Our emphasis on direct origination is an important aspect of our marketing and credit strategy. Our national network is designed around specialized origination channels intended to generate a large set of potential lending opportunities. That allows us to be highly selective in our credit process and to allocate capital to market segments that we believe represent the most attractive opportunities. Our direct origination network also generates proprietary lending opportunities with yield characteristics that we believe would not otherwise be available through intermediaries. In addition, direct origination provides us with direct access to management teams and enhances our ability to conduct detailed due diligence and credit analysis of prospective borrowers. It also allows us to negotiate transaction terms directly with borrowers and, as a result, advise our customers on financial strategies and capital structures, which we believe benefits our credit performance.

The Company typically provides financing commitments to companies in amounts that range in size from $15 million to $50 million. The size of financing commitments depends on various factors, including the type of loan, the credit characteristics of the borrower, the economic characteristics of the loan, and our role in the transaction. We also selectively arrange larger transactions that we may retain on our balance sheet or syndicate to other lenders, which may include funds that we manage for third party institutional investors. By syndicating loans to other lenders and our managed funds, we are able to provide larger financing commitments to our customers and generate fee income, while limiting our risk exposure to single borrowers. From time to time, however, our balance sheet exposure to a single borrower exceeds $35 million.

Beginning in January 2016, our operations were divided into two reportable segments that represent our core businesses, Commercial Lending and Asset Management.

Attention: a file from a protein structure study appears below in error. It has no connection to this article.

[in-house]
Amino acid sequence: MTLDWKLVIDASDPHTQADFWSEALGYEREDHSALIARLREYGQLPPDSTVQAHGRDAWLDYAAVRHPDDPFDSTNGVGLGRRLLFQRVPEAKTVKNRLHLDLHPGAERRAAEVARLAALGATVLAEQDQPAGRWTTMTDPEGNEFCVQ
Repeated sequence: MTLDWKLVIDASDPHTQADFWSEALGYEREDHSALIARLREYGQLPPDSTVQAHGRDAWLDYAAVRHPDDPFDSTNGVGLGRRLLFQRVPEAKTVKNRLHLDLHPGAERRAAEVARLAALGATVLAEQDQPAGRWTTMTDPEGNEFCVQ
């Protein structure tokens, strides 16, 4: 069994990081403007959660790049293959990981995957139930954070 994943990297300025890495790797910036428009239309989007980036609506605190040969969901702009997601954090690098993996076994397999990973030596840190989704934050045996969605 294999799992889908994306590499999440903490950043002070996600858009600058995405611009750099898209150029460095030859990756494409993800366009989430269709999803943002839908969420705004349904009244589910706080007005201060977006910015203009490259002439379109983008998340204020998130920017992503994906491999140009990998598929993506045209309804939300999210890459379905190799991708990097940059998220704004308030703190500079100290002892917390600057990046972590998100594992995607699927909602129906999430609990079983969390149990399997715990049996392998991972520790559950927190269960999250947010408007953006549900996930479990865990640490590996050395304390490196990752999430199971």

2


The Commercial Lending segment represents our direct lending activities which are focused on providing a range of flexible senior secured debt options to mid-sized companies with annual cash flow (EBITDA) typically between $15 million and $50 million owned by private equity investment funds and managed by established professional alternative asset managers.

The Asset Management segment represents our investment advisory activities which are focused on providing opportunities for qualified investors to invest in a range of credit funds managed by the Company. The Asset Management segment manages a series of private credit funds that co-invest in middle market loans originated through our established direct lending platform. Additionally, in October 2015, NewStar acquired Boston-based Feingold O’Keeffe Capital, LLC (“FOC Partners”), a boutique credit manager with $2.3 billion of assets under management, to expand its existing asset management capabilities. NewStar operates FOC Partners as NewStar Capital. Through this wholly-owned subsidiary, the Company manages over $2 billion in assets across a series of CLOs that invest primarily in broadly syndicated loans, as well as other sponsored funds and managed accounts that invest across various liquid, non-investment grade asset classes, including broadly syndicated loans and bonds.

Information regarding revenues, profits and losses and total assets of these segments can be found in the financial statements in Item 8.

NewStar is a Delaware corporation that was incorporated in 2004. Our principal executive office is located at 500 Boylston Street, Suite 1250, Boston, Massachusetts 02116, and our telephone number is (617) 848-2500. We maintain a website at www.newstarfin.com.

Commercial Lending

During 2016, the Company sold its asset based lending business, NewStar Business Credit LLC (“Business Credit”) and the assets of NewStar Equipment Finance (“Equipment Finance”) and the related platform. The sale of these lending platforms demonstrated a continuation of the Company’s transformation from a bank-styled, diversified commercial finance company into a more specialized middle market direct lender with a focus on managing assets for institutional investors. In addition to the sale, the Company has accelerated the disposition of the real estate portfolio. This reflects the Company’s strategic decision to exit businesses with economic models increasingly challenged by competition from banks and other lenders with access to lower cost funding.

Leveraged Finance